Before we can understand any art the first step is to discriminate between the different periods and their various styles, and to observe the characteristics of the several schools. If we consider medieval architecture, we separate the many periods from Saxon to Renaissance; if we turn to painting, we dis-tinguish many stages between Cimabue and Cana-letto, yet these variations belong but to a single revolution of civilisation, and are comprised within some centuries; in Egyptian art we have to deal with seven revolutions of civilisation and thousands of years. And not only the period, but also the source and traditions of each local branch of the art are to be recognised, and we discriminate a dozen schools of painting between Rome and Venice, each with its own style. So in Egypt we need to learn the various schools and understand their differences. In this chapter we shall notice the essential characters of each period and school as compared together; while in the following chapters the more technical detail of the statuary, reliefs, and paintings will be considered.
In order to grasp more readily the differences of period and of place, there are given here eight typical examples of different periods (figs. 3 to 10), and four examples of different schools during one reign (figs. 11 to 14). These may be supplemented by reference to subsequent illustrations, but the contrasts will be more readily seen in a simultaneous view.
The Prehistoric work (8000-5500 B.C.) shows much more mechanical than artistic ability. The treatment of the hardest materials was masterful; granite and porphyry were wrought as freely as limestone and alabaster; perfectly regular forms of vases were cut entirely by hand without any lathe. But with this there was a very tentative idea of animate forms. The feet and hands were omitted, and limbs ended only in points. The form of an outline was not thought to imply a solid, and it needed to be hatched over with cross lines (fig. 3) to show that it was a continuous body. The noses of animals are frequently shown touching, as in this instance of the dog and addax. In short, the figures are mere symbols of ideas, with little regard to their actual nature and apperance. This symbolic stage of art is found in most countries, and often with a higher sense of form and expression than among the prehistoric people of the Nile; there is nothing of this age in Egypt to compare with the carvings of the cave men of Europe.
5. Old Kingdom (IV)
4. Earliest dynastic.
6. Middle Kingdom (XII)
There is no sign of progress in art during this time. The slate palettes, cut in the forms of animal outlines, which were made through the whole age, begin with recognisable forms; and these were degraded by copying, until at the end their original types could hardly be guessed. The animal figures on ivory combs are passable in the earlier part of the age, and disappear entirely later on. The human figures, which are frequent in early times, are very rarely found later. The flint working shows degeneration long before historic times. And the pottery loses its fine forms, regularity, and brilliant finish, and becomes rough and coarse. In every direction it seems that the earliest prehistoric civilisation, which was probably connected with Libya, was superseded by a lower race, which was probably from the East.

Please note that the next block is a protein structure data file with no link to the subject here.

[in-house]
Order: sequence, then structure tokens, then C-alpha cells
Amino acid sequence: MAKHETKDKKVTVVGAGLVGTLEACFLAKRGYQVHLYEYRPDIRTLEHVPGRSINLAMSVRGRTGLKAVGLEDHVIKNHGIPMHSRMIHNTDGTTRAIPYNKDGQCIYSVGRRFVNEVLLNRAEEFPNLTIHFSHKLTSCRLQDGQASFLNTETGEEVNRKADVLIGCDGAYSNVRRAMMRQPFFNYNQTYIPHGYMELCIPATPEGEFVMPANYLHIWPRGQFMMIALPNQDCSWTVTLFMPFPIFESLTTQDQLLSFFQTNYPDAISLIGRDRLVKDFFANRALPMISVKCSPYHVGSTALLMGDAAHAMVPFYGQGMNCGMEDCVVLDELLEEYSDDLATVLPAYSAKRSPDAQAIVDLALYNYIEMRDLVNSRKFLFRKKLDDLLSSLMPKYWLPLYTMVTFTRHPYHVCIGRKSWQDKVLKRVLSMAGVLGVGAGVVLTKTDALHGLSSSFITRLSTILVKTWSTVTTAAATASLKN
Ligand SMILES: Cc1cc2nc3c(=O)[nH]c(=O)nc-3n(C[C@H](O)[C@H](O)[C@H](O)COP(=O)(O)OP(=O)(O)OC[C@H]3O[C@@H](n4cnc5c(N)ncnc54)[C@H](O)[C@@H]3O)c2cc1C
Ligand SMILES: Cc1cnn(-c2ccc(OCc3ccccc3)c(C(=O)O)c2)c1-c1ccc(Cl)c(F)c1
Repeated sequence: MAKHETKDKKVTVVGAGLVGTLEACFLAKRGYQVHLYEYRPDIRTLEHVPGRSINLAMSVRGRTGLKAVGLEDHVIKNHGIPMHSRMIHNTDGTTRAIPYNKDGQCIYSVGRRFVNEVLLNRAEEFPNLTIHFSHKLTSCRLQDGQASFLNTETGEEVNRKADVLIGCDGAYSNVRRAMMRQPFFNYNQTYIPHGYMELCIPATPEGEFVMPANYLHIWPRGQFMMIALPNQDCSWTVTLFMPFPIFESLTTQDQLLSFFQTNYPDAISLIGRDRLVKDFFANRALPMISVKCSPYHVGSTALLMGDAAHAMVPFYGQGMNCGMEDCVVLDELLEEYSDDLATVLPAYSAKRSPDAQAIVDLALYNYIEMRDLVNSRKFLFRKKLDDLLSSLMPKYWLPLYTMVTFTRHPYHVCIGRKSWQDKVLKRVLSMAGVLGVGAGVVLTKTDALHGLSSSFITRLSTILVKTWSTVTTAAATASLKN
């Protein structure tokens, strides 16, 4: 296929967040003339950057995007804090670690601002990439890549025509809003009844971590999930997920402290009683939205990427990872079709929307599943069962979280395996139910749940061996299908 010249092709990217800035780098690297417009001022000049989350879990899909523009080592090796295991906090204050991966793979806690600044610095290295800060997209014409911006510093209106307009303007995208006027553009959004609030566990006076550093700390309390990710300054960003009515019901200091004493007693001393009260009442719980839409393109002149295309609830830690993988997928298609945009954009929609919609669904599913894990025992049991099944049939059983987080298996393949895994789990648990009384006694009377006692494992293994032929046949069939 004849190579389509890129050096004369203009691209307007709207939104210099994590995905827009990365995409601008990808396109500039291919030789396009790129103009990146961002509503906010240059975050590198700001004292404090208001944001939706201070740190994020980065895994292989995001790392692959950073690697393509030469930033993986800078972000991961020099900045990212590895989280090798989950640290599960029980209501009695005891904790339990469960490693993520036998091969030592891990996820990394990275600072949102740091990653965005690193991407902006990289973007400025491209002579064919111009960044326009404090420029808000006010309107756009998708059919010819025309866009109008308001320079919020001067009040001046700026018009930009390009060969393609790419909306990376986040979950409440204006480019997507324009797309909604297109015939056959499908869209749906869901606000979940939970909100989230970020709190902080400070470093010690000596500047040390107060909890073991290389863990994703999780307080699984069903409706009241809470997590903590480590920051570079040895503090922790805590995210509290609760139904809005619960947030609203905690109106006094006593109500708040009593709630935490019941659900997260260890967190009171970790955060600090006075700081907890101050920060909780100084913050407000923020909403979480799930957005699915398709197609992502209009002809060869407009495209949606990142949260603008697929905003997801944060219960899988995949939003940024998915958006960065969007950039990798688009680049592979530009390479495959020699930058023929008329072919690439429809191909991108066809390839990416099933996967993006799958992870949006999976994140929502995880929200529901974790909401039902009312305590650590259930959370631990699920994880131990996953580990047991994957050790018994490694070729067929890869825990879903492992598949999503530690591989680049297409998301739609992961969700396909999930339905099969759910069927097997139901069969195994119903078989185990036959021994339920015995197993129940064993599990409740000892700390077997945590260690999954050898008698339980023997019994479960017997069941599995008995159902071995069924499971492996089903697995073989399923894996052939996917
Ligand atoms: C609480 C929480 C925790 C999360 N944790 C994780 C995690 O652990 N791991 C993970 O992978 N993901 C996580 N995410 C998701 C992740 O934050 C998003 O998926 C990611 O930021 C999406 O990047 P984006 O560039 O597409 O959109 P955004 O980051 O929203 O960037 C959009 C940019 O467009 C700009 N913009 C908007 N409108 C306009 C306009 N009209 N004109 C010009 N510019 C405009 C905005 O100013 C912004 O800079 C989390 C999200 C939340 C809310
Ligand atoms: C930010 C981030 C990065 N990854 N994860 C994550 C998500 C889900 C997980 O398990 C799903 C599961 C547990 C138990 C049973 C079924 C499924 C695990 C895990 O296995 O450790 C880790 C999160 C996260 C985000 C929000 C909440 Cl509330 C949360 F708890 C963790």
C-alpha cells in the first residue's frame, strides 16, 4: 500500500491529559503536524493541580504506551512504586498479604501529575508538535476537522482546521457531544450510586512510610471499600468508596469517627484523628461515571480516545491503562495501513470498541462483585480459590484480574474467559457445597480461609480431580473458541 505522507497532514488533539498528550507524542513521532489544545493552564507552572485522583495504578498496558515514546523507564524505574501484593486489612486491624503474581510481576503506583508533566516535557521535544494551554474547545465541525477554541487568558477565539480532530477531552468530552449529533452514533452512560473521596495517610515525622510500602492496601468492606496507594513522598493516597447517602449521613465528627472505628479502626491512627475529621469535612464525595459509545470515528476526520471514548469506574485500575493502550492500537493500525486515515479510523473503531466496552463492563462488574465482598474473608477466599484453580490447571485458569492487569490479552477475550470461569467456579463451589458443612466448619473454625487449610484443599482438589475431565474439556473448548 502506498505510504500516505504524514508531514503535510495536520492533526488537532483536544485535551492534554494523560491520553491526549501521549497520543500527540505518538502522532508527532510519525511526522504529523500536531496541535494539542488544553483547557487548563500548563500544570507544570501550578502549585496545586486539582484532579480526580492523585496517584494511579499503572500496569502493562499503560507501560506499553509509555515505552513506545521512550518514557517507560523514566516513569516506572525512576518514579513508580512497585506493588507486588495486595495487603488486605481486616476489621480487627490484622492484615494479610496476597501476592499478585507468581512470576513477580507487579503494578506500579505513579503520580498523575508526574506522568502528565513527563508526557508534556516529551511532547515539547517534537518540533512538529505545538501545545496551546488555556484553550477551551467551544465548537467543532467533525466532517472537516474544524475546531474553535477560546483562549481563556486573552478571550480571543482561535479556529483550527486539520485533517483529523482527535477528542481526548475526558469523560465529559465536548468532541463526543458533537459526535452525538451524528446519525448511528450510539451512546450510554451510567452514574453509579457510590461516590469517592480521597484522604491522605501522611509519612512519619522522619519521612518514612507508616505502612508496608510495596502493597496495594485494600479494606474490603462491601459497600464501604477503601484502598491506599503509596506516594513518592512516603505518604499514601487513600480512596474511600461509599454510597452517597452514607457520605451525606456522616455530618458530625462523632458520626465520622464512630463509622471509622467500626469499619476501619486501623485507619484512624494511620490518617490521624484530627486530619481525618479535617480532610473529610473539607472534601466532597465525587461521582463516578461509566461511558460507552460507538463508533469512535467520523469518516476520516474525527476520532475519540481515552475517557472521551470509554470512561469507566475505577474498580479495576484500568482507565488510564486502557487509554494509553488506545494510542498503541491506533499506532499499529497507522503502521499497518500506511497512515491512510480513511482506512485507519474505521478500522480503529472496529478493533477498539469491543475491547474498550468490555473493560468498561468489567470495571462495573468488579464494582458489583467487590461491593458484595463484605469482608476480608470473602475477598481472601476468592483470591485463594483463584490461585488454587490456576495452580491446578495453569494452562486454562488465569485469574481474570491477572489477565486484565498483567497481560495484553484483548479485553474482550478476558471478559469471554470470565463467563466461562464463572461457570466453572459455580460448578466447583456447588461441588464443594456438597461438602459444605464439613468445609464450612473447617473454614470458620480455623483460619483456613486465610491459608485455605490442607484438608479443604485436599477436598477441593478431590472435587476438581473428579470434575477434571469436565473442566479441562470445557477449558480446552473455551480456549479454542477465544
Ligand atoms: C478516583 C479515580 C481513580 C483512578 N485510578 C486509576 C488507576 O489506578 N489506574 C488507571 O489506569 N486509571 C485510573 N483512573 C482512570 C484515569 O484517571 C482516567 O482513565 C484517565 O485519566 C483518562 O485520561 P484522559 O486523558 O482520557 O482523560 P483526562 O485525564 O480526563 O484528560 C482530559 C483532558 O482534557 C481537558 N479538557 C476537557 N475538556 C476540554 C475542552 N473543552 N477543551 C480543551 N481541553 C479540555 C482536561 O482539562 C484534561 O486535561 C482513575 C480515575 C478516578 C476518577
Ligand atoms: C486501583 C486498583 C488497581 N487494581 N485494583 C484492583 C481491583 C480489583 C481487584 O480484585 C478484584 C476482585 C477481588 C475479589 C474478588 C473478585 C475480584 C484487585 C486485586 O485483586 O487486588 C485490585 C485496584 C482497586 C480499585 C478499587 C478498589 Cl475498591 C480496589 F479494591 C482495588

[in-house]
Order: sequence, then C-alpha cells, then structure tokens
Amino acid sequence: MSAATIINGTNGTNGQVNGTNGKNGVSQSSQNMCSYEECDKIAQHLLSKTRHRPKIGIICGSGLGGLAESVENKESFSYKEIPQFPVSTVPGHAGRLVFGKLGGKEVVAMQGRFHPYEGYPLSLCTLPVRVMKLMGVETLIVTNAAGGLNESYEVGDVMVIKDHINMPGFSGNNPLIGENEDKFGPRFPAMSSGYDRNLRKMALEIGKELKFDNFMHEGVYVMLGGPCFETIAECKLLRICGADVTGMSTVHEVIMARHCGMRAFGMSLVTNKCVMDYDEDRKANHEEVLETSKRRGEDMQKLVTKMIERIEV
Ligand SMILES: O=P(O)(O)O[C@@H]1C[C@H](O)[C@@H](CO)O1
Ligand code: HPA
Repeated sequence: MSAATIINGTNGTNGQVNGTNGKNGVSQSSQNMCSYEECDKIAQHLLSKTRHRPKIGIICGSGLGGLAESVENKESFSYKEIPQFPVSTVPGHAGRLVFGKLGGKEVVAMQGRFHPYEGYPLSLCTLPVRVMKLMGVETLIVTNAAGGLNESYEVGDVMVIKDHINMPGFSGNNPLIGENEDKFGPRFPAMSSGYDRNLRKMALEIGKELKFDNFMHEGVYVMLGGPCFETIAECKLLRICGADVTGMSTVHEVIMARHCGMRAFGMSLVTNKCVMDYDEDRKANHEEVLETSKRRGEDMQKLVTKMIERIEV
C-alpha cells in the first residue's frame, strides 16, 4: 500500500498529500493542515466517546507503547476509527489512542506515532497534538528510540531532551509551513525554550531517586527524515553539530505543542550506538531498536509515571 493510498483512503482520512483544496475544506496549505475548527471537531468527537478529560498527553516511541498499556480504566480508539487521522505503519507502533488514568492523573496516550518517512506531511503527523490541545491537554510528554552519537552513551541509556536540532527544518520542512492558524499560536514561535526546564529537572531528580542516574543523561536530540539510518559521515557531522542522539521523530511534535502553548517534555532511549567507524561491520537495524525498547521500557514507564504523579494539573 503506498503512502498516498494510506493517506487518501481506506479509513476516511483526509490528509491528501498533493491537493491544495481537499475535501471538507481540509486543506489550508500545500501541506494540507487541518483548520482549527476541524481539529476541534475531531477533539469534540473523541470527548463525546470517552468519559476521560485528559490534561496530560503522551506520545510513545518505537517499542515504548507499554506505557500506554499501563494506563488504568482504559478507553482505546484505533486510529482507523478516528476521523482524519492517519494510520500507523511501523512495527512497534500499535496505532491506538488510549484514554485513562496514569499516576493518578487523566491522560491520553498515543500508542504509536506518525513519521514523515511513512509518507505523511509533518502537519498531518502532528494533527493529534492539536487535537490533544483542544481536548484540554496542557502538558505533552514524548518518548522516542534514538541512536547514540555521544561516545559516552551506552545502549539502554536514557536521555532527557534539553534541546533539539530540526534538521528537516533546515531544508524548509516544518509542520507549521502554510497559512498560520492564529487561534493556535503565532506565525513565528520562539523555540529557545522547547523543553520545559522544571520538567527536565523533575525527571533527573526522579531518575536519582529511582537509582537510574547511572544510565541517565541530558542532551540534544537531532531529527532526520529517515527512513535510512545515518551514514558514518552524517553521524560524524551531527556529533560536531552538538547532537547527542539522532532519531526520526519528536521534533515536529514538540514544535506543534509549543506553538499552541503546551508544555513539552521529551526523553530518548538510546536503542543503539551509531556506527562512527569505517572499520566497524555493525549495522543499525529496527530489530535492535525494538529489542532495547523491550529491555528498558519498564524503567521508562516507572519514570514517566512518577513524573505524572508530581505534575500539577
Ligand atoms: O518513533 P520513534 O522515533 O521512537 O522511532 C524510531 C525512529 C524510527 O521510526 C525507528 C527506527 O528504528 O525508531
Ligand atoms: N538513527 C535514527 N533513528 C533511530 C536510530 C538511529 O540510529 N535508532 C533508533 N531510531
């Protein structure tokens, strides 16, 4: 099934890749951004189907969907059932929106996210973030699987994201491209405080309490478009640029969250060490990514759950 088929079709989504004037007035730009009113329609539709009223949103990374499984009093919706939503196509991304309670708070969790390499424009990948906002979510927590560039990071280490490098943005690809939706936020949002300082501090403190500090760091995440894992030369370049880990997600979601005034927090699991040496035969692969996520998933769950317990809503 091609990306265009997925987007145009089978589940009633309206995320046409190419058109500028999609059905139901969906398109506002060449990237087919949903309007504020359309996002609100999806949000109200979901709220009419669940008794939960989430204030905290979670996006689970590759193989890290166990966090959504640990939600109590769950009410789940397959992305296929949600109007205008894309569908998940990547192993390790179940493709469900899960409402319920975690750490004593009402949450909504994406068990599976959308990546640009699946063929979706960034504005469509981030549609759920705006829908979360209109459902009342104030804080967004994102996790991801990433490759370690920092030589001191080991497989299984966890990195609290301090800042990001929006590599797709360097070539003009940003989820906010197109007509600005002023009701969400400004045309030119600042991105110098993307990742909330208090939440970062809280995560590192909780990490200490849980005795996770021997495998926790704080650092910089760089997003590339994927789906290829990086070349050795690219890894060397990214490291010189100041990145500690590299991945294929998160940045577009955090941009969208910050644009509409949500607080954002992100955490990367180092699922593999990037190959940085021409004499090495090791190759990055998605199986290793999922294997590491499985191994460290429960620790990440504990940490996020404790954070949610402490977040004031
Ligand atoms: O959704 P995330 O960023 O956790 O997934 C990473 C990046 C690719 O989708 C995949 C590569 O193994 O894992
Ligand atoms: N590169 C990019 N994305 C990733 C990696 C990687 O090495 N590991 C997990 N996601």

The first dynasty (5500 B.C.) appears to have brought in entirely new influences. While the material civilisation naturally went on with many of the older elements, yet in all directions a new spirit and moving power is seen. The conquest of the country by a race of invaders is shown on many carvings, most of which are probably of the three centuries of unification, before the start of the dynastic history of the whole country. One of the most typical of these carvings is fig. 4, where the king is represented as a bull trampling upon his enemy. Other examples are given in figs. 51 to 54.
The whole character of the art is changed. Instead of the clumsy and spiritless figures of the prehistoric people, we meet with vigorous forms full of life and character. Perhaps one of the earliest is the hyaena (fig. 51); the slates are rather later, reaching down to the beginning of the first dynasty; and the figures in the round (19 to 22) show what a living and powerful art had suddenly sprung up and was developed under the early kings. The same growth is seen in the advance of glazing for important architectural use on a large scale. And the introduction and rapid development of hieroglyphic writing stamps the new age as the beginning of written history, the start of the conscious preservation by man of a regular record of his past acts.
This new growth of art rejoiced in its fresh found powers. It searched for the truth, it carefully observed anatomy, and - like a learner - it was proud of its knowledge, and emphasised the precise place of the muscles which it had traced out. For that very reason it is essentially a true art, without any of the slovenly substitutes for Nature which are termed conventions. It had no traditions to spoil it or hold it back: it was full of observation as the only method for its work. It is always simple and dignified, and shows more truth and precision than any art of a later age.
After the conscious study of Nature, the greatest step in any art is the deli Berate work for the sake of its own beauty, and not merely because it has to tell a story. It may be said that this is the-birth of true art; all before that merely consists of representations for another purpose. But work for the sake of beauty alone is art pure and simple, and this stage was reached at the very beginning of the history, in the beautiful carving of the palm tree and long-necked gazelles (fig. 52).